Missing girls (236008)
Credit: Black and Missing, Inc.

It all started with some tweets.

In late 2016, Washington, D.C., Metropolitan Police began using Twitter to inform the public of missing persons. An Instagram post compiled some of the tweets and told the world that in a 24-hour span, 14 Black girls went missing in the District. The public outrage was instantaneous and unforgiving. The hashtag #missingdcgirls began trending. School walkouts and candlelight vigils began happening.

But according to MPDC, this information isn’t correct.

“Actually it’s a decrease,” Commander Chanel Dickerson said in a news conference. “But when we talk about numbers, I’m not trying to minimize when I say there’s not an uptick or there’s been a decrease. It’s just that we wanted to be transparent so everyone can see.”

Statistics show that the number of missing child cases in the District dropped from 2,433 in 2015 to 2,242 in 2016. 2001 has the highest total recorded recently with 2,610.

Gone are the days of faces on milk cartons. In the age of the internet, social media is the way to spread information.

“Social media is a vital tool in finding our missing,” said Natalie Wilson of Black and Missing, a nonprofit that brings awareness to missing people of color, assists families in searching for them and educates the community on personal safety. “It is an amazing resource for garnering awareness and acts as a tool. For the last few years it has been telling a story about our missing people. We use it quite frequently numerous times a day.”

Black and Missing was founded in 2008 by Wilson, a media relations professional, and her sister-in-law, who is in law enforcement. These two components, Wilson said, are critical in locating someone who is missing.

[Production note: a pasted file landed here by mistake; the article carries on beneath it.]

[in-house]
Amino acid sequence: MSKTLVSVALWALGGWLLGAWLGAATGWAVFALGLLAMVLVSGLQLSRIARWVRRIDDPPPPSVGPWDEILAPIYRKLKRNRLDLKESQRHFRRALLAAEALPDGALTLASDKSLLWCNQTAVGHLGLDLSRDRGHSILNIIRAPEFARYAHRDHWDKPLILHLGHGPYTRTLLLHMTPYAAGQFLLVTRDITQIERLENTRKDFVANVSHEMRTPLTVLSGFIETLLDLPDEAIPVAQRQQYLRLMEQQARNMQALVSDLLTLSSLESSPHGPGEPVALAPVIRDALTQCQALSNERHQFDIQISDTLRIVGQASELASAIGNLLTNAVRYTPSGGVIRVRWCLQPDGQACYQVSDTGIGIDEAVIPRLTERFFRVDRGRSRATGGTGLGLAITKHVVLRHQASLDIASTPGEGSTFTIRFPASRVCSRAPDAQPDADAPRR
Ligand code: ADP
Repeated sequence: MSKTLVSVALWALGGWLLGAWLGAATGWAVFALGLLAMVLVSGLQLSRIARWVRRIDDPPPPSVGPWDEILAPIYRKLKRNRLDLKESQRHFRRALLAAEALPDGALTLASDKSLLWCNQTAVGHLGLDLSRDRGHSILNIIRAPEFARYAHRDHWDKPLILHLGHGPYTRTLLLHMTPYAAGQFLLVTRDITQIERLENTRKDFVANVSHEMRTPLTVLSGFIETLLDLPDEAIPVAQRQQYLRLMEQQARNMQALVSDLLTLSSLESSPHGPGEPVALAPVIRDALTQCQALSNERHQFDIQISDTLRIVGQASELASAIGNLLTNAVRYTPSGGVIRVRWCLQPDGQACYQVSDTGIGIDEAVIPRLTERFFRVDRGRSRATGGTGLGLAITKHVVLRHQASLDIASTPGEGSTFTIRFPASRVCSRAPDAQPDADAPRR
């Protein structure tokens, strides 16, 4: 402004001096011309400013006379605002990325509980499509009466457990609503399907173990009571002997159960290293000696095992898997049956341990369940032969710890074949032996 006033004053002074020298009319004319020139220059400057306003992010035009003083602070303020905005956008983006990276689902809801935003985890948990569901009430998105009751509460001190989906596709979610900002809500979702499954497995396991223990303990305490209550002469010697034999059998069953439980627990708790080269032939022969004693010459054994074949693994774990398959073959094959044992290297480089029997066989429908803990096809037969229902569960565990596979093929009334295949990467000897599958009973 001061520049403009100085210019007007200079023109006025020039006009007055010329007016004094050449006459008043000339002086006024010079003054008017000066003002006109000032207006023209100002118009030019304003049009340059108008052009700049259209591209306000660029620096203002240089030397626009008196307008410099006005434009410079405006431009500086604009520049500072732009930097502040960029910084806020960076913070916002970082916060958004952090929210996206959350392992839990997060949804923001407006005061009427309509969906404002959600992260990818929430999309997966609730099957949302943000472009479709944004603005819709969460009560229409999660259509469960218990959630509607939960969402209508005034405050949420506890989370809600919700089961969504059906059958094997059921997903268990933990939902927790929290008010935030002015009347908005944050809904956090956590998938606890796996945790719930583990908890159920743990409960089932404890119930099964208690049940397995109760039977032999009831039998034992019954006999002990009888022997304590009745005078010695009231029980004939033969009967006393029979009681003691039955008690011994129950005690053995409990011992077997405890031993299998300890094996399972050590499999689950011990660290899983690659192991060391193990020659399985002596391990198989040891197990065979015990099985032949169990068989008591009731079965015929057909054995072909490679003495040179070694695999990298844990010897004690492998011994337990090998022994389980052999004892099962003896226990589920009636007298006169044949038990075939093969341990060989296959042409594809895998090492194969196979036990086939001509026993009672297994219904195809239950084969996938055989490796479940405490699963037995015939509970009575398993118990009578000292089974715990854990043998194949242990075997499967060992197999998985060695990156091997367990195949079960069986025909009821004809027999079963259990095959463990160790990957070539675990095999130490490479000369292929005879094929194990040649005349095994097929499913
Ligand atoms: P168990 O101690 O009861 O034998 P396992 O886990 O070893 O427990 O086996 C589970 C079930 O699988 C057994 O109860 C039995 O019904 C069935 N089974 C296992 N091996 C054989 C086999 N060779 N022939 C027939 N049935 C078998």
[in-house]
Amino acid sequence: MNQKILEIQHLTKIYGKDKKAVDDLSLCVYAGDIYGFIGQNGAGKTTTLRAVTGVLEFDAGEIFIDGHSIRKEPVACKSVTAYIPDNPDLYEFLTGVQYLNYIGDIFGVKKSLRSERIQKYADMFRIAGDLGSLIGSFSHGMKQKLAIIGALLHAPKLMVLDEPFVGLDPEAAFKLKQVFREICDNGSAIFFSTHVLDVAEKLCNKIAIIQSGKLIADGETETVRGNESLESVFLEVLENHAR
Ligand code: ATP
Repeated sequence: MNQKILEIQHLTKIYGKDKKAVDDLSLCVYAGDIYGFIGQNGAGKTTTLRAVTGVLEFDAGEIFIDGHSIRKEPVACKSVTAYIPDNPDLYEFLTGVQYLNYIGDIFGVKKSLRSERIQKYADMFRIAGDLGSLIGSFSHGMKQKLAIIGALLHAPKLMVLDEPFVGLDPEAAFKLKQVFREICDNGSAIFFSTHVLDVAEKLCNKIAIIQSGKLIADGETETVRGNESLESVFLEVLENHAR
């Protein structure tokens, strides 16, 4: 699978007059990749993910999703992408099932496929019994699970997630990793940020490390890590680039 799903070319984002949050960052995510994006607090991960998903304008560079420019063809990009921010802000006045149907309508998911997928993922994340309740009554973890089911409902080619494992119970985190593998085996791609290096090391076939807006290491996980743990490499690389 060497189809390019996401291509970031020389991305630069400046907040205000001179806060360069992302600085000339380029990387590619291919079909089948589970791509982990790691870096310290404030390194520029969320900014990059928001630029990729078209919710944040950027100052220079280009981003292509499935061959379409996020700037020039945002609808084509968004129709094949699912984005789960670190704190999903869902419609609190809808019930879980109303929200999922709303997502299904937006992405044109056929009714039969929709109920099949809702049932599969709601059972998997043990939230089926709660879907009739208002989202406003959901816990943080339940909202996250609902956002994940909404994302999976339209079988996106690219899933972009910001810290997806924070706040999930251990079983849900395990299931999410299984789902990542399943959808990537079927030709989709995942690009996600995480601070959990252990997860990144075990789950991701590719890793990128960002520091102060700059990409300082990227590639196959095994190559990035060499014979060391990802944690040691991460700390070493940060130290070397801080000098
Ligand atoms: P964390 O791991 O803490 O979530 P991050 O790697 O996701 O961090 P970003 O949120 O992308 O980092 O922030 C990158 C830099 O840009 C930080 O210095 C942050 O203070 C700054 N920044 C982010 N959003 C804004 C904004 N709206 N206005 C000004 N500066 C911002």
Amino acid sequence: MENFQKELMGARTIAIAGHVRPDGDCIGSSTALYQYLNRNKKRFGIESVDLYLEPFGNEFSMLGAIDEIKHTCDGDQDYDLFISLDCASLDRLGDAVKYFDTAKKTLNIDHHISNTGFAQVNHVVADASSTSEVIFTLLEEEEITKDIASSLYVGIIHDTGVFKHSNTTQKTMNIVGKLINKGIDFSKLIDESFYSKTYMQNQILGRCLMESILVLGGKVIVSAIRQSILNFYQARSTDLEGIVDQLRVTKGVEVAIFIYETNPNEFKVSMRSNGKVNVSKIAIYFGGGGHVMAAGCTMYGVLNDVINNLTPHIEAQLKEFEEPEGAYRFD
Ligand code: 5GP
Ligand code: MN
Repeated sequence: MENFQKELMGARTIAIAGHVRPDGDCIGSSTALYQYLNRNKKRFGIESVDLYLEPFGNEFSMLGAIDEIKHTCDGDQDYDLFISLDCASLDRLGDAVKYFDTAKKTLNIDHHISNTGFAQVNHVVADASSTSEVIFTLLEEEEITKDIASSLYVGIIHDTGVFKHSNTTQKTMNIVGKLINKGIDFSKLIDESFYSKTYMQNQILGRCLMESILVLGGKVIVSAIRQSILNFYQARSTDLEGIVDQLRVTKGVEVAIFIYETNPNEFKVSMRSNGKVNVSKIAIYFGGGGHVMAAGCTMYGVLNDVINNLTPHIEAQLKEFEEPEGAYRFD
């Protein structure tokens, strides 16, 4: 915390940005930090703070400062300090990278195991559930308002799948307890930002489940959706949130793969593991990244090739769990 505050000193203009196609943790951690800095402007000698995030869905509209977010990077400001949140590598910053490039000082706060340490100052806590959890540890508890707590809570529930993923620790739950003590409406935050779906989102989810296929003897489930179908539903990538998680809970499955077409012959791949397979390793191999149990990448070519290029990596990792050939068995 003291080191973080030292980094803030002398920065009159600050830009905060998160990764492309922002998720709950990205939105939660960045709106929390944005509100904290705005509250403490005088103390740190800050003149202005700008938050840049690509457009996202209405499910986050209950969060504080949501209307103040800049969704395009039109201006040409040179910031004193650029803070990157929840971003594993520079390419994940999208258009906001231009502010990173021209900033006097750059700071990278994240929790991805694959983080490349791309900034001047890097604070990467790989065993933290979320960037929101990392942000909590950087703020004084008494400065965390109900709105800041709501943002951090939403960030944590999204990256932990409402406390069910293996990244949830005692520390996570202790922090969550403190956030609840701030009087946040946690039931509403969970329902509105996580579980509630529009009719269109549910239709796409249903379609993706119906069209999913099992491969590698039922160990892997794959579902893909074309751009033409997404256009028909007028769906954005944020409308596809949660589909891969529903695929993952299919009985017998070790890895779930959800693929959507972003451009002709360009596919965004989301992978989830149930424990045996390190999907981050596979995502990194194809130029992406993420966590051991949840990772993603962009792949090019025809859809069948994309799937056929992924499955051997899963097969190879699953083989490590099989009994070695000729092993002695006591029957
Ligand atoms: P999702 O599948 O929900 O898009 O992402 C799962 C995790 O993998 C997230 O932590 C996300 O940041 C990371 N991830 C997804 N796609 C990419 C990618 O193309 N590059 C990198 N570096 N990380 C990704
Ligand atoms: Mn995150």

“We can’t wait for regular news cycle,” she said. “Awareness is key, and time is of the essence.”

While social media is an important tool in locating missing persons, it can have its downsides, including spreading false information.

The Instagram account for Entertainment for Breakfast, a popular gossip site, gathered the information sent out by MPDC into a post that claimed 14 girls had gone missing in the district in a 24-hour period on March 23. The post went viral and sparked outrage among citizens and celebrities alike. But it turned out to be false. Although the girls had gone missing, it was over a time span of weeks, and many had returned home according to MPDC.

The confusion may stem from a change in the social media strategy of MPDC. The department began using social media more frequently to post its missing flyers, and many either took the flyers as numerous girls missing at once or did not see when the girls were found and returned home.

“We’ve just been posting them on social media more often,” Metropolitan Police spokeswoman Rachel Reid told AP.

Still, public outcry remains. Many have pointed out that the missing girls received little to no media coverage and have wondered why no AMBER alerts were sent out.

“I know that it wasn’t the same day [that the girls went missing], but it still doesn’t change the fact that not a single Amber Alert went out for these Black girls as far as I know,” said Briahnna Brown, an alumna of Howard University in Washington, D.C.

While MPDC has stated that the majority of missing girls are runaways, some are fearful that the girls are being drawn into sex-trafficking, organ harvesting or something worse.

“We have seen an increase in the number of stories/contacts from family members,” Wilson said. “Kids are being drawn or lured into sex trafficking. We do hear that this may be organ harvesting. We don’t have statistics, but that’s something that our community has been saying.”

In letter released in late March, members of the Congressional Black Caucus asked Attorney General Jeff Sessions and FBI Director James Comey to “devote the resources necessary to determine whether these developments are an anomaly, or whether they are indicative of an underlying trend that must be addressed.”

Days later, D.C. Mayor Muriel Bowser announced that the city would dedicate more resources to children who go missing.

Wilson encourages anyone with information about a missing person or who has a loved one missing to contact Black and Missing at Bamfi.org.

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